It’s not very often that all four of the Girls girls get together in one place for an entire episode. Aside from Hannah’s birthday earlier this season, the last time I can remember the show executing this was back in Season 1′s “Welcome to Bushwick a.k.a. the Crackcident,” which was, not coincidentally, one of the best episodes the in the series’ run. With the girls growing more and more distant from one another over the past two years, it’s no surprise that it has been such a struggle to get them in the same room together, but when they finally do in “Beach House,” the results are as eventful as you’d hope.

Marnie has felt the group disconnect for some time now and so desperately wants to be able to fix it (too desperately, of course, as only Marnie can do), so she invites the girls out to her mom’s friend’s beach house and meticulously planned out a weekend filled with activities and meals and time for each other to heal. While Marnie’s heart is in the right place, her execution is predictably rigid, making the whole experience feel more like homework for Hannah than a vacation. Luckily for Hannah, she found a way to salvage the weekend when she bumps into Elijah, quickly reconciles with him, and invites him and his friends over to the house.

Marnie tries her best to roll with it, and at first she does a pretty good job. Everyone starts loosening up with drinks, they have a lot of fun choreographing a dance, she also reconciles with Elijah and opens up about her breakup with Charlie, and there’s even a pool party (scored by The Weeknd’s “House of Balloons/Glass Table Girls”). But as we know, Marnie can only “go with the flow” so much (in this way, I’m saddened by how much I can relate to her), and when Hannah denies her request to ask the guys to leave so the girls can have their healing dinner, things start to go south in a hurry.

For all of Marnie’s flaws, she’s still trying her best here, and it’s hard not to feel bad for her when she’s completely undermined by Hannah. The dinner, which went from a potential healing process between distant friends to a half-drunk critique of Marnie’s hosting skills, kind of broke my heart. Marnie at least recognizes there’s a problem, and while it didn’t get addressed in the way she envisioned, it certainly rose to the surface in short order and in glorious fashion.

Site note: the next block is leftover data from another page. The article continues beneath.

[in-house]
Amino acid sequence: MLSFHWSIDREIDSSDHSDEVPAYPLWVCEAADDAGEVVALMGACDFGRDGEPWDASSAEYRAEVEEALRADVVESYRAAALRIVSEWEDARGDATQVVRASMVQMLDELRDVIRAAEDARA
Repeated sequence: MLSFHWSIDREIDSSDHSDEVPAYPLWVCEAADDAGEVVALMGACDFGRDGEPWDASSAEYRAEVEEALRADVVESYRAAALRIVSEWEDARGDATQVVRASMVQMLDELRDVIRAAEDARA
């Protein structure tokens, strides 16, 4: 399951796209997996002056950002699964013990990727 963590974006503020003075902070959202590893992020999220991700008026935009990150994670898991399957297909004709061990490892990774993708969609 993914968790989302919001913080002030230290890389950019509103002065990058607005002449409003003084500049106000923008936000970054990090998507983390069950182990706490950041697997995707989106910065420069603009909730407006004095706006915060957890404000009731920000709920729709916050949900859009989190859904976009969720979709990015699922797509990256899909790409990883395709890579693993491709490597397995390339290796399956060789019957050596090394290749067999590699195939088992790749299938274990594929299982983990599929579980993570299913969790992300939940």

The post-dinner fight between the girls, one that’s been years in the making, was a masterclass in writing by Lena Dunham, Jenni Konner, and Judd Apatow, the episode’s credited scribes. It’s a scene that so perfectly highlights everyone’s flaws. We have Shosh, the cruel drunk, who’s sick and tired of being treated like she’s not even there (kind of like how the show treats her). She takes Marnie’s honesty advice to the next level, calling Hannah the biggest narcissist she’s ever seen, comparing Marnie’s duck to a used condom and refusing to believe Jessa’s brief stint in rehab has done anything to cure her problems. Hannah backs up Shosh’s claim by pretentiously referring to Shosh as an unstimulating non-intellectual. Marnie, wanting things to be as close to perfect as possible, still doesn’t realize that even her foresight and preparedness won’t allow her to be the fixer that she strives to be. Jessa, meanwhile, is a surprisingly neutral player in this game, amusingly siding with points made by all parties.

The complex, interweaving dialogue was incredible to watch unfold, especially when the conversation would unexpectedly shift, like when Marnie and Hannah, who were fighting just seconds before, come to each others’ defense against an attacking Shosh in a weird, funny, and realistic progression. The scene is a reminder that the show has never forgotten why these girls are the way they are, and no matter what seemingly positive steps are taken, they are ultimately unable to change. Marnie is constantly disappointed in Hannah, so much so that her expectations of her cannot get any lower. Hannah never expects anything from anyone, which is why all of her attention is focused on herself. And Shosh is just sick of everyone’s bullshit and wishes she can break free from this unhealthy group dynamic and be her own individual.

The entire scene was a punch in the gut and therapeutic for both the audience and the characters. The final few minutes of the episode go by without any words, but it was just as captivating as the dialogue-heavy fight scene, as the girls wake up hungover and, to a certain extent at least, realize that maybe things are never going to be “as they were,” but that’s okay. They’ve been through the gauntlet together and know that, even though they sometimes hate each other, that there’ll always be just as much love too. That final shot, where no words are exchanged but they start recreating the dance moves from the night before, was a wonderful showcase of raw and oftentimes unexplainable friendship, and a reminder of just how good Girls can be.

Other Thoughts

- This was also one of the funniest episodes of the season thanks in large part to Andrew Rannells’ return as Elijah. Hannah’s struggles with the beach and her oversized church-lady hat were good for a laugh too.

- Hannah: “It’s a good thing I’m not as susceptible to criticism as I used to be.”

- Elijah was only friends with Charlie in college because he thought he was a closet case as well. They watched Wild Things once and he thought they were going to start jerking each other off.

- A nice moment between Hannah and Marnie pre-fight discussing issues with their parents, with Marnie’s being too distant and Hannah’s not distant enough.

- “I spent $80,000 on a theater BFA. Of course I am talented!”